"I'm holding my breath as though they are about to decide on my life"

Munira Subasic
Bosnian Muslim

It says the campaign amounted to genocide in an attempt to create a "Greater Serbia" during the 1992-1995 Bosnian war.
 
Milosevic died in 2006 just weeks before his trial in The Hague for war crimes was due to end.
 
Serbia says it cannot be held responsible for the actions of Serb paramilitary groups and that the war was a conflict among ethnic groups.
 
It also argues that there was no intent to destroy Bosnia's Muslim population in whole or in part - a key element in genocide as defined in the 1948 Genocide Convention.
 
Massacre
 
Relatives of victims of the war are travelling 
to The Hague to hear the verdict [EPA]
"I'm holding my breath as though they are about to decide on my life," Munira Subasic, a Bosnian Muslim who runs an organisation of survivors of the 1995 Srebrenica massacre.
 
"I hope justice will be done, I hope for a guilty verdict," she said.
 
At the end of the Bosnian war, Serb forces summarily killed some 8,000 Muslim men and boys over several days at Srebrenica.
 
Subasic, who lost 22 family members including her father, husband and son in the massacre, will travel to The Hague with 30 other survivors to attend the verdict hearing by the ICJ, the highest United Nations court.
 
"We want to show the world, which allowed the genocide to happen, that we are still alive and that we still expect justice and the truth," she said.
 
The massacre - already classified as a genocidal act by the UN's International Criminal Tribunal for the former Yugoslavia - is Europe's worst atrocity since World War II.
 
In the case launched in 1993 by Bosnia's then Muslim-dominated government, Sarajevo accuses Belgrade of backing the widespread "ethnic cleansing" of its people during the war.
 
Filed against the then Yugoslavia, whose two republics Serbia and Montenegro have since split, it is the first time a country has accused another state of genocide, the gravest of war crimes.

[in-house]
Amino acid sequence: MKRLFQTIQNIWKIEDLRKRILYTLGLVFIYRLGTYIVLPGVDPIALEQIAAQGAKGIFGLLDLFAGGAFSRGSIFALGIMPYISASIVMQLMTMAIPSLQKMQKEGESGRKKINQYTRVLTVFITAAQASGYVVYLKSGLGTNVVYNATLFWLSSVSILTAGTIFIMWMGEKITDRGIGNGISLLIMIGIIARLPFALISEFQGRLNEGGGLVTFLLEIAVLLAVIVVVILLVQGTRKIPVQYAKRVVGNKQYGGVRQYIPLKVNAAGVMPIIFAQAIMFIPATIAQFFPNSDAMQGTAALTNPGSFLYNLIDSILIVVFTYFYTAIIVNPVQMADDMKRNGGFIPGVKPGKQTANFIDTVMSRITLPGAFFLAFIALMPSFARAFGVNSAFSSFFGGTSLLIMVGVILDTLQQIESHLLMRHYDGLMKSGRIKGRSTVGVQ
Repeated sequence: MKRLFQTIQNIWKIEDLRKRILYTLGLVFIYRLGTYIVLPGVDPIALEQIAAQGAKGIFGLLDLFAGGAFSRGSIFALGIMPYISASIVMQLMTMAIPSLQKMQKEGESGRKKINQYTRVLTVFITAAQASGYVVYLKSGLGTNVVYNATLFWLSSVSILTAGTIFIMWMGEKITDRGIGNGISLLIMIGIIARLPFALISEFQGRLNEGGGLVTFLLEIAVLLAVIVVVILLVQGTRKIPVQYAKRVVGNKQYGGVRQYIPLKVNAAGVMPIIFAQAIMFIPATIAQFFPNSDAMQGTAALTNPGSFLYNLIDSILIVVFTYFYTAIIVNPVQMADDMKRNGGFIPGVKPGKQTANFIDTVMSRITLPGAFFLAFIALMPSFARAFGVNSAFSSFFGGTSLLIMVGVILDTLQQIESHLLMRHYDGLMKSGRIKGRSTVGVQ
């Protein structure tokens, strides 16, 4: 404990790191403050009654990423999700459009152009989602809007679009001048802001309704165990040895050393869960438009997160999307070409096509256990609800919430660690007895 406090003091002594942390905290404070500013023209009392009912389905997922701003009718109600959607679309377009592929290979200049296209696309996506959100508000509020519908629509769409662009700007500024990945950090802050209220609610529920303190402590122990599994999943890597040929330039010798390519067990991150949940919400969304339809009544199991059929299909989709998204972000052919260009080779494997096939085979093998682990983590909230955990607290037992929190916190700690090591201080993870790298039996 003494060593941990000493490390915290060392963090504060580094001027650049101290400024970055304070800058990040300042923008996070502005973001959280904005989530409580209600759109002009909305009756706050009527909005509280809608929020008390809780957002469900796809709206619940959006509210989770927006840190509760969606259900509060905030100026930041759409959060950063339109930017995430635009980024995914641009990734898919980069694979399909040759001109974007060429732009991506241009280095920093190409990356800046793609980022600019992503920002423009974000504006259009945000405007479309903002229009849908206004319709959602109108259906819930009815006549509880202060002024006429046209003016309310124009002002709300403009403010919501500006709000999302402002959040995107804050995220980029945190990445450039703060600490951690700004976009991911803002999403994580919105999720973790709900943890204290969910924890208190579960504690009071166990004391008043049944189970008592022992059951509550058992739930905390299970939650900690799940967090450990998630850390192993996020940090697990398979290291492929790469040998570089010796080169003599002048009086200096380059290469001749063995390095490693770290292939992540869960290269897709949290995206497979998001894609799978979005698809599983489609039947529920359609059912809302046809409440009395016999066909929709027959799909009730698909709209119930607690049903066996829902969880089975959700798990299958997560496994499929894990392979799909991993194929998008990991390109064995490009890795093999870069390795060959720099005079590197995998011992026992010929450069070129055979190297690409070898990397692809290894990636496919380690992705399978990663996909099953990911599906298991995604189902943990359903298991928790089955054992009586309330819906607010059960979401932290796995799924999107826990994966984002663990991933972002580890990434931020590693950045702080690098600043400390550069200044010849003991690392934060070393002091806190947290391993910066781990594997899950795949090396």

Reparation
 
Milosevic died whilst on trial in The
Hague for war crimes [EPA/file]
Lawyers acting for Bosnia have argued that Serbia be found guilty of genocide or, alternatively, aiding and abetting genocide committed by individuals, groups and entities.
 
Bosnia has also asked the court to award reparation payments from Serbia that could reportedly amount to billions of dollars.
 
The case has been one of the most divisive issues within Bosnia, which was split into two political entities - the Serbs' Republika Srpska and the Muslim-Croat Federation - at the end of its 1992-95 war. 
 
Bosnian Serbs, who account for about 30 per cent of the country's 3.8 million population, have backed Belgrade in the case by denying it committed genocide and agression against the country.
 
They have never hid their desire for the failure of the action, which alleges that systematic "ethnic cleansing" of Muslims and Croats was supported by the regime of late Serbian president Slobodan Milosevic.
 
Unique
 
The case is unique because it covers the whole of the war in Bosnia.
The International Criminal Tribunal for the former Yugoslavia (ICTY), the UN's ad hoc war crimes court, has handed down many verdicts relating to the Bosnian war, but they were limited to certain events or key people.

The only trial that tackled the whole of the Bosnian war and Serbia's involvement was the unfinished case against Milosevic.
 
The 16-judge ICJ panel is expected to take several hours to read its verdict.
 
The court's ruling is final with no appeal.
 
The prime minister of Bosnia's Serb-run half, Milorad Dodik, said last week his government was not prepared to accept any verdict.
 
"Republika Srpska will not accept the verdict and will not implement it," he said, calling the case illegal because the charges were filed during the war when Serbs were not a part of the government.